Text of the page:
Bringing the Stage to Life
Bryce Foster has a fear of heights. To overcome that fear, he hoisted himself 40 feet into the air, up onto the catwalk of his high school theater in Aurora, Colorado, leaned out over the open area above the stage, and started hanging lights.
Lighting wasn’t Foster’s introduction to technical theater – he had helped to construct and paint sets for a middle school production of The Chronicles of Narnia – but his work backstage grew more elaborate throughout high school, and he went on to major in theatrical design at the University of Northern Colorado.
“One of the biggest seasons in theater is called summer stocks, especially for college kids,” Foster said.
Summer stock theater comes from the tradition of performing only during the summer, often using stock sets or properties, and it’s sometimes seen as an entry point for young actors and technicians to find work during summer breaks from college. Foster started looking for work during his sophomore year in 2014, and he knew he wanted to work at an outdoor theater. When he discovered Northern Sky Theater, though, he had reservations.
“I didn’t know if I wanted to spend my summer in Wisconsin, but maybe it’d be really cool,” Foster said. “Then I landed in Door County and realized this place is beautiful. Oh, my God, this is a small vacation, and I get to have such a fun time working at an outdoor theater.”
Foster’s first summer working as a lighting technician and master electrician at Northern Sky was eventful. He remembers dealing with animals – running away from racoons backstage after the show – and working with power outages on the fly. Despite the challenges, he enjoyed his time with Northern Sky so much that he spent the next four summers working there at night, and filling out his days at Good Eggs in Ephraim.
Foster went on to do some work for the Kansas City Repertory Theatre while he was pursuing a master’s degree in lighting design, and he had plans to return to Northern Sky for the 2020 season before the pandemic changed those plans.
When Foster wasn’t strapped into a harness hanging lights in the trees at the theater in Peninsula State Park, he was doing the lighting design for shows, including Dairy Heirs.
When starting any project, Foster begins by refreshing himself on the principles of lighting. Illumination is lighting the stage. Location is using lighting to create the atmosphere and location where the play is set. Creating mood and rhythm are using lighting to amp up the music.
“There’s a difference between lighting the stage and creating an environment that the actors can walk into,” Foster said.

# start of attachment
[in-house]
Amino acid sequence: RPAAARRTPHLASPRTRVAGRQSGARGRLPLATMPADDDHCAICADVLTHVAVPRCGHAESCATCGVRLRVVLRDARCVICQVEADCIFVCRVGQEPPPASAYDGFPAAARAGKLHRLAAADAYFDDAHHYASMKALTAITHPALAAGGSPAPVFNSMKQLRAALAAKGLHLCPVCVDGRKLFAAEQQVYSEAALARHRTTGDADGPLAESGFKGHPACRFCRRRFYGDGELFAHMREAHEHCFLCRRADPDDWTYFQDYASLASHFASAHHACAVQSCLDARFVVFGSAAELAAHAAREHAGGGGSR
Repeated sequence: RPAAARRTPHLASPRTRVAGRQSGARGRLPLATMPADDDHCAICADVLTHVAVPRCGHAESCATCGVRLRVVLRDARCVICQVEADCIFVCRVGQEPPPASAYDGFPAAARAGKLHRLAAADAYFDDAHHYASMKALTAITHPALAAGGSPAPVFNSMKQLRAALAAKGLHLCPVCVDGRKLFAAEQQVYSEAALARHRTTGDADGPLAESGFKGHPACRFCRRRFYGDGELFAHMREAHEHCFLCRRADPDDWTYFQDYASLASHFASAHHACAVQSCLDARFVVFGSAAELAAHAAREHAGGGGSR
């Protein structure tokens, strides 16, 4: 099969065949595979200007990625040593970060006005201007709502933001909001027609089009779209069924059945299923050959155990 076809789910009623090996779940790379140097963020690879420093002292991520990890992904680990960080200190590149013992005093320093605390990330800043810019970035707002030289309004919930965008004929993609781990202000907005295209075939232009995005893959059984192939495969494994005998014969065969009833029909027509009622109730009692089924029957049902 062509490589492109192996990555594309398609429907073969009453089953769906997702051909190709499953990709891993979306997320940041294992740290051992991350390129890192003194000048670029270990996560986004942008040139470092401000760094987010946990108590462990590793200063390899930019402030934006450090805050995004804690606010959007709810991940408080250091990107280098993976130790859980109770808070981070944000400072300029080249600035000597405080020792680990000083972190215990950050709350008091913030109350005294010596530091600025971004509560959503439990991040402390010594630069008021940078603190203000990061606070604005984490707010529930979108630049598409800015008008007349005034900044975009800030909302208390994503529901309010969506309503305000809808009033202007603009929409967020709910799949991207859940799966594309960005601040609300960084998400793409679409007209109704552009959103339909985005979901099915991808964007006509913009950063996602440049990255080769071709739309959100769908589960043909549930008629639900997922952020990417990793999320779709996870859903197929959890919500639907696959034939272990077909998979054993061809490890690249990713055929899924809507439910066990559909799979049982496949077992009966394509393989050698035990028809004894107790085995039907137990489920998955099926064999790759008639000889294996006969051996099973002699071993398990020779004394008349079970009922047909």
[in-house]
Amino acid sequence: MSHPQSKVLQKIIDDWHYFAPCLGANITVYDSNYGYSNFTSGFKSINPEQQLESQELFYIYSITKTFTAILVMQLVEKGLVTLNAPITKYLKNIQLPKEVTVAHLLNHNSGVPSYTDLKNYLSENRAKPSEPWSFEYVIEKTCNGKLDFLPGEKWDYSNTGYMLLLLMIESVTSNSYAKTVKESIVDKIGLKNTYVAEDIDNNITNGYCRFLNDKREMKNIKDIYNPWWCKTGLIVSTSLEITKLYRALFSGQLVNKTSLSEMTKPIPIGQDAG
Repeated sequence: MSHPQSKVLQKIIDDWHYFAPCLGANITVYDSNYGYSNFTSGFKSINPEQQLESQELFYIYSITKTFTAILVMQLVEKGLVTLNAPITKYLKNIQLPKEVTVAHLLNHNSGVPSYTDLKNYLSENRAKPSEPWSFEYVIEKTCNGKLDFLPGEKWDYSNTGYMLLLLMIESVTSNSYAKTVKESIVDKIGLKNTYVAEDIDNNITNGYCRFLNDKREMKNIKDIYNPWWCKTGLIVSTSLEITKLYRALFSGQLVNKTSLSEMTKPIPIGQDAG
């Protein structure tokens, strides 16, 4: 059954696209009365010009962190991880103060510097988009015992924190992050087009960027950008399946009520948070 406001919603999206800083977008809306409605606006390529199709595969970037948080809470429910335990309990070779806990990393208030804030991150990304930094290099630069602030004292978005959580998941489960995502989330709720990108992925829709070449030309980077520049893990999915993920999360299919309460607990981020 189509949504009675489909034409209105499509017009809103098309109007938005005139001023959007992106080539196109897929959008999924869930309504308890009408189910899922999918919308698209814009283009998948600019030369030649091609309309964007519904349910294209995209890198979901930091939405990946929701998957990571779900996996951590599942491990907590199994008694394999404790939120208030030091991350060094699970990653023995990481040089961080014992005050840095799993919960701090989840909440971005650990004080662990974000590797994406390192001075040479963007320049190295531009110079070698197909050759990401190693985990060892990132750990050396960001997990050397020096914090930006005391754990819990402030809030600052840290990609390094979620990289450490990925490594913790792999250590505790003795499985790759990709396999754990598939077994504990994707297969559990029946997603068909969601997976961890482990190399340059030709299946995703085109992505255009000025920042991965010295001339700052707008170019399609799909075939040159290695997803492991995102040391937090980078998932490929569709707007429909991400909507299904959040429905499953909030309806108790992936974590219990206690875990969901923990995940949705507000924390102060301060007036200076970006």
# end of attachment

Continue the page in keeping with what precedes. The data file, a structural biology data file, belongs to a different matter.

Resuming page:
When he first reads a script, he seeks to understand the setting and the number of locations. From there, he takes notes on the director’s blocking – where the actors are moving on stage – and gets a feel for the music and how he can amplify both the music and the movement on stage.
Next, Foster starts looking at color.
“For Dairy Heirs, I really wanted a lot of nice orange sunset colors, and nighttime colors, because we spend half of the show outside on a porch,” he said. “The rest of the colors are fun colors that could be used as a splash during songs.” When two characters fell in love, for example, he hung two extra lights to create a pink wash on stage. This emotional storytelling and heightened realism come through in all of Foster’s designs.
“My passion is to take a bare-bones show with no atmosphere around it and to amplify it,” Foster said. “I’ve learned from many years how much lighting design can bring a stage to life.”
When designing for a musical, he uses lighting techniques that an audience might see at a concert – colors that enhance the mood and storytelling of the song – but he may also create movement or changes in the lights to accentuate the drumbeat.
Working outdoors has its challenges, and Foster must keep certain variables in mind at Northern Sky. Some challenges are technical. For instance, not all devices are waterproof, but all of his equipment must be if it’s to be used outside. This forces him to be creative about how many fixtures he can have.
Working outside can be physically challenging as well.
“Never have I ever, at any other theater, hung lights from a telephone pole,” Foster said.
He also takes the time of day into consideration when designing his shows, which isn’t something he would need to think about indoors.
“We do a 6 o’clock show and an 8 o’clock show, and unfortunately, they are very different,” Foster said. “The sun hasn’t set yet at 6 o’clock, so I’ll usually go back and create a separate version of the lighting design, where everything is 20% brighter, or more dramatic.”
Foster has to take the sun into consideration in other ways, too. Normally anything that isn’t lit on stage would be nearly or completely in the dark. It’s easy to isolate a character with a spotlight or emphasize one part of the stage versus another by leaving part of it in darkness, but this is much harder to achieve in daylight. It’s also impossible to use one of theater’s greatest lighting effects – the blackout – outdoors.
So how does an outdoor theater do a scene change without a blackout?
“For a lot of our patrons seeing shows at Northern Sky or up in Door County, it’s their first time ever seeing theater,” Foster said. “It’s actually really good [for us] because we can start from ground zero and say, ‘OK, here’s our rules.’ Usually the audience just accepts [it]: ‘Oh, we’re changing location.’”
Despite all of the challenges, Foster loves working at an outdoor theater and being close to nature.
“Sometimes it’s gritty; sometimes we got soaked,” Foster said, “but I’ve never had another experience like it at another theater, and it’s probably why I keep coming back to it.”